Stocks had another strong week with the S&P 500 and Nasdaq Composite indexes making new all-time highs.

Key Takeaways

  • Stocks had another strong week with the S&P 500 and Nasdaq Composite indexes making new all-time highs.

Stock prices are ultimately a reflection of future profits, which are driven by economic growth. For this reason, we study the incoming economic data for confirming signals on the direction of the economy and profits. Encouragingly, the incoming economic data continues to confirm the positive signal from stocks since the late March market low (the February-March selloff itself was signaling the pandemic-induced economic contraction).

Housing remains a major bright spot for the economy. Housing is a major cyclical component of the U.S. economy. When it is performing well, there’s a high probability that the overall economy is performing well. Housing has a positive “multiplier effect” on the economy; typically there are positive spillover effects to other parts of the economy when housings improving–importantly including job creation.

Last week saw further confirmation of housings strength with pending home sales climbing 5.9% in July, its third gain in a row. Sales were up 15.5% on a year-over-year (y/y) basis, the most since April 2012. All four regions posted double-digit y/y gains. The surge reflects pent-up housing demand (that’s been created ever since 2008’s financial crisis and magnified by the pandemic lockdown) and record low mortgage rates.

State indicators also confirming economic improvement. The Philly Fed State Coincident Indexes for July increased in 37 states, decreased in 11, and were stable in two. Historically, this has been a good indicator for the direction of the overall U.S. economy–the more states that are indicating economic growth, the higher the probability that the overall economy is experiencing sustainable growth. This indicator has shown significant improvement in recent months and is consistent with a new economic expansion.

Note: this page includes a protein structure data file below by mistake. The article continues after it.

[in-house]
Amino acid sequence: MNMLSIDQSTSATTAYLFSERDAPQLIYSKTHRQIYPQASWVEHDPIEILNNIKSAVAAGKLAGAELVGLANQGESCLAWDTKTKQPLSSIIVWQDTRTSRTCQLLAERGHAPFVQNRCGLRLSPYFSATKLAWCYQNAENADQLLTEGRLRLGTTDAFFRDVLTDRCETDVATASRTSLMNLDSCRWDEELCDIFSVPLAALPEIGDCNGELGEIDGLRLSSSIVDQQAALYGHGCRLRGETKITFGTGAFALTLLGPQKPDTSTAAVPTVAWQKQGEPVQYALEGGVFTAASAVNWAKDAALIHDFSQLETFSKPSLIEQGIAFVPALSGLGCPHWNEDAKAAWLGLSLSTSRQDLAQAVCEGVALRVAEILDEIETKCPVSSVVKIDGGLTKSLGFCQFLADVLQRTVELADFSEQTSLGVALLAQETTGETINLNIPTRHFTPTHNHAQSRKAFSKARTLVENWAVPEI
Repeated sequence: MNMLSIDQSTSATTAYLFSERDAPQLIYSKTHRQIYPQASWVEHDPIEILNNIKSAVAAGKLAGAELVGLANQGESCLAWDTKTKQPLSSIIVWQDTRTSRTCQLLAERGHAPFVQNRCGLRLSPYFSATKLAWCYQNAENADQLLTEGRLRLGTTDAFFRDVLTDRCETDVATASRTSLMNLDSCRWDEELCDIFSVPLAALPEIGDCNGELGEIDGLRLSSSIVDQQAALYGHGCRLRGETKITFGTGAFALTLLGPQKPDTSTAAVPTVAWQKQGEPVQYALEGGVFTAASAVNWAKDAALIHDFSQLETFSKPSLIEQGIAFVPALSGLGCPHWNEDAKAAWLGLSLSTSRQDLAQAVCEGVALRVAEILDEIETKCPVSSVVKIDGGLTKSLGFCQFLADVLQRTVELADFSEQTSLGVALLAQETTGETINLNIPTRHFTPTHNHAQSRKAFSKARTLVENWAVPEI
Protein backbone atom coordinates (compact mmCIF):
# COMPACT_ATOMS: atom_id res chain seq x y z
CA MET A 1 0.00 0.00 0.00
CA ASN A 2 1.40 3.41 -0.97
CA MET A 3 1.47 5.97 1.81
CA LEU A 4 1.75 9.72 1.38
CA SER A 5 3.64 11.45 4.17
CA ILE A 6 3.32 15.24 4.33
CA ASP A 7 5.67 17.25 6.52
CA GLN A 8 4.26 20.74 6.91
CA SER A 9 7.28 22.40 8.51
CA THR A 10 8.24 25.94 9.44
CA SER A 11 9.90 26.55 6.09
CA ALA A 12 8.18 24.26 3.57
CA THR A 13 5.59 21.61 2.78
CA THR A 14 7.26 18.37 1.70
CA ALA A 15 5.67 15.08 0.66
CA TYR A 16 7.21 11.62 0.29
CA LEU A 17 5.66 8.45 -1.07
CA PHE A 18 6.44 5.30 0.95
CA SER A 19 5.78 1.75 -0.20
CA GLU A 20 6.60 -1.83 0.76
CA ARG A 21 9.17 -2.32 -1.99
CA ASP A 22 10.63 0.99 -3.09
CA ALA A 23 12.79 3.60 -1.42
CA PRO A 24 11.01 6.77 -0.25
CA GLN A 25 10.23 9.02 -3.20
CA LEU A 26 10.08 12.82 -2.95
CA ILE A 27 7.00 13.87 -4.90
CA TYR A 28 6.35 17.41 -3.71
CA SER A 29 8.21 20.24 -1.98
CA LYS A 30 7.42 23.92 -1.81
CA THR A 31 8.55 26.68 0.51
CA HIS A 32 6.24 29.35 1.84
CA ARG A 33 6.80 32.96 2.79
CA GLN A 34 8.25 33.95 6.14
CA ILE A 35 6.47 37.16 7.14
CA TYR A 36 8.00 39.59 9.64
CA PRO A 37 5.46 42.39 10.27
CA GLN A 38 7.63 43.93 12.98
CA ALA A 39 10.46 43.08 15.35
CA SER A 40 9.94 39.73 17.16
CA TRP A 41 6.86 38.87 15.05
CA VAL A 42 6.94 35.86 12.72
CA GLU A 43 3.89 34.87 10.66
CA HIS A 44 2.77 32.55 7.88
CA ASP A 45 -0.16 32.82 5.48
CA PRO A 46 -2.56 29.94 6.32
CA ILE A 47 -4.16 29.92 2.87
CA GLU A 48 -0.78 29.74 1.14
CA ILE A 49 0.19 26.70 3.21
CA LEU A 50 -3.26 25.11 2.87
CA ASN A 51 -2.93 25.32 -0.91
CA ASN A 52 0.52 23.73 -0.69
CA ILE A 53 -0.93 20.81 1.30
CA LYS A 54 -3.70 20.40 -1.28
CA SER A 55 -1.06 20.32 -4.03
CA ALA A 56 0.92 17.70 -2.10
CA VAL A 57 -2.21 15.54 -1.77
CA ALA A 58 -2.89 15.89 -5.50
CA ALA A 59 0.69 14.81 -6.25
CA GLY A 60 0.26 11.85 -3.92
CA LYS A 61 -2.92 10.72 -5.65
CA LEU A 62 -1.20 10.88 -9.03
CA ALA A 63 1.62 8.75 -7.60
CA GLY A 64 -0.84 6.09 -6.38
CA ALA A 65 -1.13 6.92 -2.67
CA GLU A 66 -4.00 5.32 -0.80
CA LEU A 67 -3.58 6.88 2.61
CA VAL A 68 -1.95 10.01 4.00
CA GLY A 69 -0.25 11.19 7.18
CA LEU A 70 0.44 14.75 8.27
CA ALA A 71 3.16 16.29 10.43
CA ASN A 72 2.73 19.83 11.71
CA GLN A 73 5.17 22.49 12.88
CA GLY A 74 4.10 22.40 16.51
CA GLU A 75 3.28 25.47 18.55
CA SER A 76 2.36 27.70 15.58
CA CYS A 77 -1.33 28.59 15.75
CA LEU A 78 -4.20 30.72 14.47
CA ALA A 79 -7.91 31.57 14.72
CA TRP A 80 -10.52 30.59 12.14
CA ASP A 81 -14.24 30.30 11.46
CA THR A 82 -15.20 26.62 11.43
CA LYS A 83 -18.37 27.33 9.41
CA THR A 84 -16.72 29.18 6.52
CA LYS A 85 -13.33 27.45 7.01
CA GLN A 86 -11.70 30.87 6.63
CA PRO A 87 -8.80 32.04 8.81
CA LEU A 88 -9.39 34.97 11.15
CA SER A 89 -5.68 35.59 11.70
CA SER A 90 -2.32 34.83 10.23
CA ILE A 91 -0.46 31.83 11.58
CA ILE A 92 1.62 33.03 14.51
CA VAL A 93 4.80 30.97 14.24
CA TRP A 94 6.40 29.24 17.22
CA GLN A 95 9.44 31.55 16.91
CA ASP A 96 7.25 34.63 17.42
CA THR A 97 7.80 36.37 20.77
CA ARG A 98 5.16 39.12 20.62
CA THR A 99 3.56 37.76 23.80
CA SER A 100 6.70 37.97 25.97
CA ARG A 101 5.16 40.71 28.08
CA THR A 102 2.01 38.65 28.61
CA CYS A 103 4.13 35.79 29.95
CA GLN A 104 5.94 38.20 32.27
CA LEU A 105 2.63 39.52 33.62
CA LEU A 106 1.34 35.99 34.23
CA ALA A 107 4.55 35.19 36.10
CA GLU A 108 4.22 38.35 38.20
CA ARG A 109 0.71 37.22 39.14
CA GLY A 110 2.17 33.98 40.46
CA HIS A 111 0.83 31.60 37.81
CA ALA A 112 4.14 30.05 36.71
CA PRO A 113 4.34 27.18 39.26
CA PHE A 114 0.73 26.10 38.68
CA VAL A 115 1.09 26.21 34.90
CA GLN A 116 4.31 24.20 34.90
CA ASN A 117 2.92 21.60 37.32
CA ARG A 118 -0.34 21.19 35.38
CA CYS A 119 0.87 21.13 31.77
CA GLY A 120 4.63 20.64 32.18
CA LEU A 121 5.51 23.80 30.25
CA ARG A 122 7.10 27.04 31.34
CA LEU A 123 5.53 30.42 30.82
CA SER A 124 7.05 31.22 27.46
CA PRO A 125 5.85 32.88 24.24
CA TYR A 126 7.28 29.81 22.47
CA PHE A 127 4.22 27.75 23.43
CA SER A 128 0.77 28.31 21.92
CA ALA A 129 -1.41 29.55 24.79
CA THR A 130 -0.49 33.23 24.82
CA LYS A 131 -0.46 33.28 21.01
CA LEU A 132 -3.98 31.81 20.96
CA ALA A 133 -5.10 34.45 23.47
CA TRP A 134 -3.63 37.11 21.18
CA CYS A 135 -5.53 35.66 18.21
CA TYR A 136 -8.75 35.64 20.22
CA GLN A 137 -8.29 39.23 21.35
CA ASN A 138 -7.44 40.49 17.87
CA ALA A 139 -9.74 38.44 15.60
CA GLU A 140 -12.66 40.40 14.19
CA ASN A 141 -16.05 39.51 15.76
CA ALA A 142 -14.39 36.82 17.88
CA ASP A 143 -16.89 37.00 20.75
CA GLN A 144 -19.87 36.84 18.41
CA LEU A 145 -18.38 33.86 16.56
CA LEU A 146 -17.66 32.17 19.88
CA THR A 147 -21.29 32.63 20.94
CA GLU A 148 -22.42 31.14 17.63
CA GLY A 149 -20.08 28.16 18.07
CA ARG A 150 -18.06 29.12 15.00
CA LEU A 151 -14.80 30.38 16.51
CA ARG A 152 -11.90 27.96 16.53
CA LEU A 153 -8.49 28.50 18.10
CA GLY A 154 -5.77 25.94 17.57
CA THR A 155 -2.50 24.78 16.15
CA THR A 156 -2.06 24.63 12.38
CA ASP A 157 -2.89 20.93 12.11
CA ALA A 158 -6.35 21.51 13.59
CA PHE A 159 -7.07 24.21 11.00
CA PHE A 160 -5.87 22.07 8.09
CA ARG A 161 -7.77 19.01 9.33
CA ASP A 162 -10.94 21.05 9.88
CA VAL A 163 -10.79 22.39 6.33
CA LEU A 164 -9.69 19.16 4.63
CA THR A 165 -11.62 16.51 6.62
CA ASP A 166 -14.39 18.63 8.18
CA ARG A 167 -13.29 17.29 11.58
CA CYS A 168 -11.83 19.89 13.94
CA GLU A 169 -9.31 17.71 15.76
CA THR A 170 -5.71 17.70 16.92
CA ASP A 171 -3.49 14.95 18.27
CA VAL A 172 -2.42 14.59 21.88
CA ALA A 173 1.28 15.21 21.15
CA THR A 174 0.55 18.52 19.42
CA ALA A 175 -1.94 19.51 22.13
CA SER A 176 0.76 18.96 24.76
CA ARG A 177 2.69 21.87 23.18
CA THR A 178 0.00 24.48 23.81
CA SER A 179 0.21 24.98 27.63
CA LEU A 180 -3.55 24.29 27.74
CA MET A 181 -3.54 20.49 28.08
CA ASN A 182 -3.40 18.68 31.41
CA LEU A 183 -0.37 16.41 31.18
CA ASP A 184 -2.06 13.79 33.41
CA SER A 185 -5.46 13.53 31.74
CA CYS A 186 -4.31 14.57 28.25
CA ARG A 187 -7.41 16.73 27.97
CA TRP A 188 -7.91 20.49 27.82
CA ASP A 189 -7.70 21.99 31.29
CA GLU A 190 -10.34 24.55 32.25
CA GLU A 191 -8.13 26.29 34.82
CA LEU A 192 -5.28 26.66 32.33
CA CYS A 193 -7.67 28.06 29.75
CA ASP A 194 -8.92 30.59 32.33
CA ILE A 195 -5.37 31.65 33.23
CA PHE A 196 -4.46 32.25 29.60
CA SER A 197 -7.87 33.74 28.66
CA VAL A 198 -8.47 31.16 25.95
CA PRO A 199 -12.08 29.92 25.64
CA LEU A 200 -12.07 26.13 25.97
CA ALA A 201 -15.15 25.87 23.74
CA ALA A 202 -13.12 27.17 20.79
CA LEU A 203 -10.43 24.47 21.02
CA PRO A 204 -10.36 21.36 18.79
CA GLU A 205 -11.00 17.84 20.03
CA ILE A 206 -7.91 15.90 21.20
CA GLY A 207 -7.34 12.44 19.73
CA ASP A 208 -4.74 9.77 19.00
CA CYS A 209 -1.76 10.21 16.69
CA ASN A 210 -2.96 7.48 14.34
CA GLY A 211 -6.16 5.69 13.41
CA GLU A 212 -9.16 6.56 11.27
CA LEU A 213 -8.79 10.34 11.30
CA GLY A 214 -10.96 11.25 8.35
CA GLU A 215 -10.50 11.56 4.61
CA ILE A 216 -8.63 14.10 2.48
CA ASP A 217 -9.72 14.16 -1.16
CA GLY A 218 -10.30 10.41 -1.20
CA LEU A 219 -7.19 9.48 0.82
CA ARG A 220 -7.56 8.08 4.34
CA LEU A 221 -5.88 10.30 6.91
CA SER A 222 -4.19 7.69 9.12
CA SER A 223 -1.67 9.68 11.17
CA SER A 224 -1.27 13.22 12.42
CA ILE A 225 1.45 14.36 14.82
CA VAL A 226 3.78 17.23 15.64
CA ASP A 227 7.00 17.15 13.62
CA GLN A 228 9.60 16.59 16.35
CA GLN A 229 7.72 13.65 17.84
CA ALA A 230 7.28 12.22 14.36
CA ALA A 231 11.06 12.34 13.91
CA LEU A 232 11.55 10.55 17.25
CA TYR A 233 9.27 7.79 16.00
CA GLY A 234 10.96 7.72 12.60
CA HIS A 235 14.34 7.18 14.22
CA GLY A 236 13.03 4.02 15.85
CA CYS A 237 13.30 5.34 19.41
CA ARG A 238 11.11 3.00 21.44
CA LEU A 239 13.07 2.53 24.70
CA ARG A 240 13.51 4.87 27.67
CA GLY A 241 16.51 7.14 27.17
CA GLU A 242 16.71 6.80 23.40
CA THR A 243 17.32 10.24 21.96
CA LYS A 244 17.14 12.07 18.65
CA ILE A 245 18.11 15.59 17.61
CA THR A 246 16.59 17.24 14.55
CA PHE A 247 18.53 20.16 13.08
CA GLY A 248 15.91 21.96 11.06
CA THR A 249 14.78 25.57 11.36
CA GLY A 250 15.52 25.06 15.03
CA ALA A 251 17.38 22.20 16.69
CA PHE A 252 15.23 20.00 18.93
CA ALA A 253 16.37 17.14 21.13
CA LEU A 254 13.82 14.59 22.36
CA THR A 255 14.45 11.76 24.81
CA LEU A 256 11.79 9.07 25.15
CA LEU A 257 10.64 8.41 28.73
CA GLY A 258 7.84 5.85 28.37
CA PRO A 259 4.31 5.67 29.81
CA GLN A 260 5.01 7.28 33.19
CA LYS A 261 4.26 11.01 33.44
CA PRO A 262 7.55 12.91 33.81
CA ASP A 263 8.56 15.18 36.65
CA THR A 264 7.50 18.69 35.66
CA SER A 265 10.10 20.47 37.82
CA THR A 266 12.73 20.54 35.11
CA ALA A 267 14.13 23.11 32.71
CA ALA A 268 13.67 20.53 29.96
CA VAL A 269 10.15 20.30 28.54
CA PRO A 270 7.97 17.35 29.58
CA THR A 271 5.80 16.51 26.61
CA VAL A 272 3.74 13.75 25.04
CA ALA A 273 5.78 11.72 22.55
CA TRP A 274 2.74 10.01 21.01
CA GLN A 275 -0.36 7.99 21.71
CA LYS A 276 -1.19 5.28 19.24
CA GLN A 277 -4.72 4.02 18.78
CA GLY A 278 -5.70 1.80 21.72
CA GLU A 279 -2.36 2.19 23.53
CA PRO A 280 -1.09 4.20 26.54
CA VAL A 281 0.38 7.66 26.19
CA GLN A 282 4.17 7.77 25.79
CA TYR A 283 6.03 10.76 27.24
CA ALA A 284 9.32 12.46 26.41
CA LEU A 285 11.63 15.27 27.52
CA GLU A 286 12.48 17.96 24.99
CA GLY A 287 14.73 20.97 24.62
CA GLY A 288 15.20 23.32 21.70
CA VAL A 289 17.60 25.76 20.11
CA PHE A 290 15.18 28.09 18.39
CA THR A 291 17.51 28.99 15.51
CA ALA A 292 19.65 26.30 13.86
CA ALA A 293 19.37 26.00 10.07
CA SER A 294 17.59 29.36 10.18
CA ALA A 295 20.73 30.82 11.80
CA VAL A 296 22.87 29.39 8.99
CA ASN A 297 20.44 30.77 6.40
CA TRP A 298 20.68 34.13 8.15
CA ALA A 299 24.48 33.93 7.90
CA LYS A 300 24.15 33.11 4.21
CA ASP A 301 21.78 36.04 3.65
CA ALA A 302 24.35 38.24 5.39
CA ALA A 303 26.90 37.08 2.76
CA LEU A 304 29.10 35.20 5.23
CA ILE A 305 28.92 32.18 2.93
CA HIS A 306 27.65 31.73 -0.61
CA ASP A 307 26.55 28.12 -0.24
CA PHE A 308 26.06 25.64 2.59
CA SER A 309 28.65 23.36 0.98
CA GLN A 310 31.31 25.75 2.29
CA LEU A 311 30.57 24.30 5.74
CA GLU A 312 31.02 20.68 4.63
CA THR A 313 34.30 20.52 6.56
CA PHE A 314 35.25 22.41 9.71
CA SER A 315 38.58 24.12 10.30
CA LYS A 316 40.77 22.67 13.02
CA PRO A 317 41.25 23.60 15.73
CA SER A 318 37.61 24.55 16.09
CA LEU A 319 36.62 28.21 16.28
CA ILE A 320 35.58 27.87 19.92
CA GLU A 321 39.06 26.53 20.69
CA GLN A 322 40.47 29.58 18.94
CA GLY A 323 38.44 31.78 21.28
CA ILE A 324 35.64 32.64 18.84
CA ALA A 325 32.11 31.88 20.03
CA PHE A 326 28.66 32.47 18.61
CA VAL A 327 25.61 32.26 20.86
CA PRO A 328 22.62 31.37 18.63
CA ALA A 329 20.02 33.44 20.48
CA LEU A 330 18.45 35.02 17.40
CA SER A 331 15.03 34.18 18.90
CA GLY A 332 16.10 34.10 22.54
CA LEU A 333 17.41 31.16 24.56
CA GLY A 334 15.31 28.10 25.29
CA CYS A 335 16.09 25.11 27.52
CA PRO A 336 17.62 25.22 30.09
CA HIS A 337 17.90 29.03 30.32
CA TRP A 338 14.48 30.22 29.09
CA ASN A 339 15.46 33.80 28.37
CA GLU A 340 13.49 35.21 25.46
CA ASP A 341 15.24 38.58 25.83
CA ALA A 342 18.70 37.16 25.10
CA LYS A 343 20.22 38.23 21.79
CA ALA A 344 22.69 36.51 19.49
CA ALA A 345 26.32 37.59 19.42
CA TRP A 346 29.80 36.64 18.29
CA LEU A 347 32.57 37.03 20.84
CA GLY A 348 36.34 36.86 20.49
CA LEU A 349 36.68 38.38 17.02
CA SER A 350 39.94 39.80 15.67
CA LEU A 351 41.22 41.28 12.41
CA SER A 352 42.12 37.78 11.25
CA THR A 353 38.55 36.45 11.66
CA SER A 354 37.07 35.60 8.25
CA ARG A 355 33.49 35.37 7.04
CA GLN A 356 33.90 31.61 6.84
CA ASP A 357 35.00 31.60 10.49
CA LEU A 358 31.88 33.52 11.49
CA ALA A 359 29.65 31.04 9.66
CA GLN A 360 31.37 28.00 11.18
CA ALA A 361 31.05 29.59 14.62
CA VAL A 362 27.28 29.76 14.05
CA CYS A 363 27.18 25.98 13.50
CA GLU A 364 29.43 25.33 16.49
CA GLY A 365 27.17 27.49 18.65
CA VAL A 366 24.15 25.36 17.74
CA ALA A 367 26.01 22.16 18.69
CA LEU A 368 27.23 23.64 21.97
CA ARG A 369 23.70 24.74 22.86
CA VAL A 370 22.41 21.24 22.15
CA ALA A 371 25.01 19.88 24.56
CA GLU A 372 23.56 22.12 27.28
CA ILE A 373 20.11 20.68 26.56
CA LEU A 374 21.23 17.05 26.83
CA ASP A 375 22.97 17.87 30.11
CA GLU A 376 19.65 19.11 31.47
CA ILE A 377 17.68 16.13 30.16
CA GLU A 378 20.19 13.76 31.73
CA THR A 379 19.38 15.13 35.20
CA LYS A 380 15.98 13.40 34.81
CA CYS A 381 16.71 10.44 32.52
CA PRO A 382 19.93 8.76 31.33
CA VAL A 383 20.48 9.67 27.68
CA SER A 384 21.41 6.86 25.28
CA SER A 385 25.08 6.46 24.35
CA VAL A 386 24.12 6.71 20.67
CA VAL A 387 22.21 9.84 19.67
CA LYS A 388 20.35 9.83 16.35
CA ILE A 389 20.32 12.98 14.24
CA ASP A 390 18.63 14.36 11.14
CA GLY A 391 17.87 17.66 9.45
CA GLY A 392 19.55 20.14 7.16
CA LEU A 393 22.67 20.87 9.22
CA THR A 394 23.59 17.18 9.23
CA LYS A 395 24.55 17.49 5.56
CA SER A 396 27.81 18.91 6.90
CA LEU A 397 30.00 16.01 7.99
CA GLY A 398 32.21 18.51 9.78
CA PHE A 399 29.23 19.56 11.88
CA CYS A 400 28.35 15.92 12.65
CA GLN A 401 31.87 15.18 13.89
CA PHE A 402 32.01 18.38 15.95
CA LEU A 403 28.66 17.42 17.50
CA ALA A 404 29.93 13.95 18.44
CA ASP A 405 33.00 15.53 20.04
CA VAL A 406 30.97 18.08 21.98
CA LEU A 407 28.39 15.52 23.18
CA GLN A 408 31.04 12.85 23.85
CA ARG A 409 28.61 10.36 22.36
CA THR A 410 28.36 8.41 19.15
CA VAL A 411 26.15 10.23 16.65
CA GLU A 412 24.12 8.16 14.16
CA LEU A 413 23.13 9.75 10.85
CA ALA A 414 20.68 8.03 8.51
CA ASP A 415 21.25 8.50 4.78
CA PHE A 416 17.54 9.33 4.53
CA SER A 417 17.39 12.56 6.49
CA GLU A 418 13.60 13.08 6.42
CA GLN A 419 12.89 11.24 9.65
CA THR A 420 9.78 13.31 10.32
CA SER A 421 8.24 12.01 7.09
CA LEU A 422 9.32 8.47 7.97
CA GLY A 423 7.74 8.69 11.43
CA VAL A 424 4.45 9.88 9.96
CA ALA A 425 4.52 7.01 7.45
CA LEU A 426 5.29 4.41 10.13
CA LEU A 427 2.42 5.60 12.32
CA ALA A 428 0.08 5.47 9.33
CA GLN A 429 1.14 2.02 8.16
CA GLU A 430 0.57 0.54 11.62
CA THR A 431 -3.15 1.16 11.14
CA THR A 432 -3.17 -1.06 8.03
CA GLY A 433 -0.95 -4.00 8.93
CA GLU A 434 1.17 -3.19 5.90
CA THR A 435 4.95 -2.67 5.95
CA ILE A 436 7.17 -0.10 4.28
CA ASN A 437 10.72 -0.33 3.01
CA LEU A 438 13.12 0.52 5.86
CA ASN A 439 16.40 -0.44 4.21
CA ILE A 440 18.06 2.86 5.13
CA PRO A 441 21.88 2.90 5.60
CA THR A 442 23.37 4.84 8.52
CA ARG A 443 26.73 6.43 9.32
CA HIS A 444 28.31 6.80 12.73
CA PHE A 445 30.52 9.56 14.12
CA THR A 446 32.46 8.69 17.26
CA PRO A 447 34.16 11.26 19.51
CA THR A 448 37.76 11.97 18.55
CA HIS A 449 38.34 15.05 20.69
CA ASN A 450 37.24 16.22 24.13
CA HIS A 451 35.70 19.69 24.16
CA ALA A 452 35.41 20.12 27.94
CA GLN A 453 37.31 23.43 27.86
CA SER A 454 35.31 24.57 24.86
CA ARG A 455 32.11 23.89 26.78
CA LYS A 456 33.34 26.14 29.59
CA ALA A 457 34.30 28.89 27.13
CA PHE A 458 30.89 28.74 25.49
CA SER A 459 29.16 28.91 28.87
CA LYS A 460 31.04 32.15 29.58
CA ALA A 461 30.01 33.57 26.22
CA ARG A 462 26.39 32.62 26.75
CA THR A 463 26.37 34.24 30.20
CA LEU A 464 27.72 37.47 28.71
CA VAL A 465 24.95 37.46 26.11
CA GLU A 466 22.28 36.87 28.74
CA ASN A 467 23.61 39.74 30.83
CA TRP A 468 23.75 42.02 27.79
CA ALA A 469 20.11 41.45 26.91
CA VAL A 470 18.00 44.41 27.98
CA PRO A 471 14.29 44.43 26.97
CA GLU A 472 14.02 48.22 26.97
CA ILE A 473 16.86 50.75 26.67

Durable goods orders consistent with economic recovery. Durable goods orders rose 11.2% in July, up for the third straight month, and more than double the consensus of 5.0%. While the increase was led by the volatile transportation sector (mostly vehicles and defense aircraft), we remain encouraged by this and other positive manufacturing indicators which are showing a strong recovery.

International readings are consistent with economic recovery. China is the second-largest economy in the world and the direction of its economy typically leads the direction of the global economy by several months. For these reasons, we follow Chinese economic developments closely. Similar to the U.S. and Europe, China’s government has provided significant stimulus to its economy–and we remain encouraged by China’s economic data.

China’s just released business surveys continue to suggest improving economic conditions while last week’s releases showed industrial profits up almost 20% year/year and rail freight activity at a new all-time high.

The positive U.S. and global economic readings suggest that a new synchronized and sustainable global expansion is underway that should ultimately support corporate profit growth in the coming years. We view these positive economic readings as confirmation of the positive signal that stocks have been sending since the March low (and announcements at the time of massive fiscal and monetary support from major countries including the U.S., Europe, China, and Japan).

We expect economic and profit growth to further support stocks in the coming quarters. We continue to favor cyclical exposure (including Technology, Industrials, Materials, and Consumer Discretionary sectors) that benefits from improving economic growth.

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